Session: Knowledge Glaciers in the Age of Automation and Cloud Native
TL:DR – The commoditization of innovation significantly reduces the learning curve to use each new capability & technology product brought to market. The corpus of knowledge that allows each generation to continue innovating is slowly eroding institutional concepts that leads to each innovation’s success. We are atrophying the basis by which modern technology upheavals are born.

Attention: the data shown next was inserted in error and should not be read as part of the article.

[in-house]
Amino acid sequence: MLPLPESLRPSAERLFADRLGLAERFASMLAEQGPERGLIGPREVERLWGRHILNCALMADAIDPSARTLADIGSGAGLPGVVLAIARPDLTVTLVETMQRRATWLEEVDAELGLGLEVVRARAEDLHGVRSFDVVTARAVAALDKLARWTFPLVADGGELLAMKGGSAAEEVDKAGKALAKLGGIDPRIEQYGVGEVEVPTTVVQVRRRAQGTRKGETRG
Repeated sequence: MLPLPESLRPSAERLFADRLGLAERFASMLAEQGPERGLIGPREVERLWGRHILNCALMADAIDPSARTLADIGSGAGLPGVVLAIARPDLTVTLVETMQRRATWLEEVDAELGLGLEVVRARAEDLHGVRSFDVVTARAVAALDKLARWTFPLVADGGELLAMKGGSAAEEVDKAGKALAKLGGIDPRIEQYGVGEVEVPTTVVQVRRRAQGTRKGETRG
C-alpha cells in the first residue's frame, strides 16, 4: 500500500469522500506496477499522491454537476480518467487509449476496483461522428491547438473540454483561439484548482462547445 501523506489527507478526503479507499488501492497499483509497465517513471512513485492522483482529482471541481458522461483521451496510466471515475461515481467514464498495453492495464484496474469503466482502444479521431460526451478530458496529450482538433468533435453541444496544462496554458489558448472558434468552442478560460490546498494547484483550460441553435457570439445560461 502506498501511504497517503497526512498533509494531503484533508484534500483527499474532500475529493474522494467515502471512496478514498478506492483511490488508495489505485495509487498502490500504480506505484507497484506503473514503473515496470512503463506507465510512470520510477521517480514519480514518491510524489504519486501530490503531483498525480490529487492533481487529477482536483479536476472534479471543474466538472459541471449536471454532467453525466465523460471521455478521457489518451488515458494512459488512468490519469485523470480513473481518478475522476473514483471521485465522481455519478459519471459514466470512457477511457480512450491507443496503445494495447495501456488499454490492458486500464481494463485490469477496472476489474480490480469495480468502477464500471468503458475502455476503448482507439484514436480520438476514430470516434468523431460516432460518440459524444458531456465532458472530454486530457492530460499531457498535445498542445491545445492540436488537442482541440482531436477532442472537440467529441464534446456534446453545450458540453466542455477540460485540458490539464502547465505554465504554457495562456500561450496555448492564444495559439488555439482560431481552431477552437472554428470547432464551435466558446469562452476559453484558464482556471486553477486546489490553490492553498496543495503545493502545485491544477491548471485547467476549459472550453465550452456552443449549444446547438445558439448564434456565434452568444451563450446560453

Competition amongst technology monopolies and the hacking subculture of the 1960’s, 70’s, 80’s, and 90’s pushed an emerging technology community to amass deep knowledge and expertise for research, education, revenue, and defense. Individuals would spend months exploring the vast complexities of these revolutionary computers and networks, learning how they operate, interact, and how they can be exploited. Retaining, sharing, and publishing any details learned enabled collaboration and breakthroughs only accomplished by building on decades of knowledge. This corpus of knowledge, a glacier if you will, is the basis by which modern technology upheavals were born from. The commoditization of innovation – the building of more complex, higher order systems – significantly reduces the learning curve to use each new capability. While this brings many benefits to the bottom line and ease of use, the foundational knowledge of how everything actually works, is slowly eroding away. The birth of utility computing (“as-a-Service”) in the early 2000’s shifted industry away from self-management of hardware (power, space, cooling, racking, stacking, and cable management). Companies adopting as-a-Service to reduce their IT costs, ended up decreasing local demand for hardware engineers and administrators. This shifted labor needs to service providers, ultimately consolidating infrastructure management knowledge. Fast-forward roughly a decade. as-a-Service is now a commodity and containers have made a comeback (everything old is new again). Cloud service providers themselves have felt the IT costs burden and are in the midst of increasing automation to lower overhead costs and increase revenue. Automation of orchestration consolidates more knowledge and further dilutes the skills, history, and expertise from which its manual antecedent was created. With each technology upheaval and adoption, the glacier becomes smaller, more murky, and harder to recall. These glaciers can be saved. It won’t cost us any technology revolutions. We don’t need to compromise on the use or continued creation of automation or cloud products to retain and grow the knowledge we want to preserve.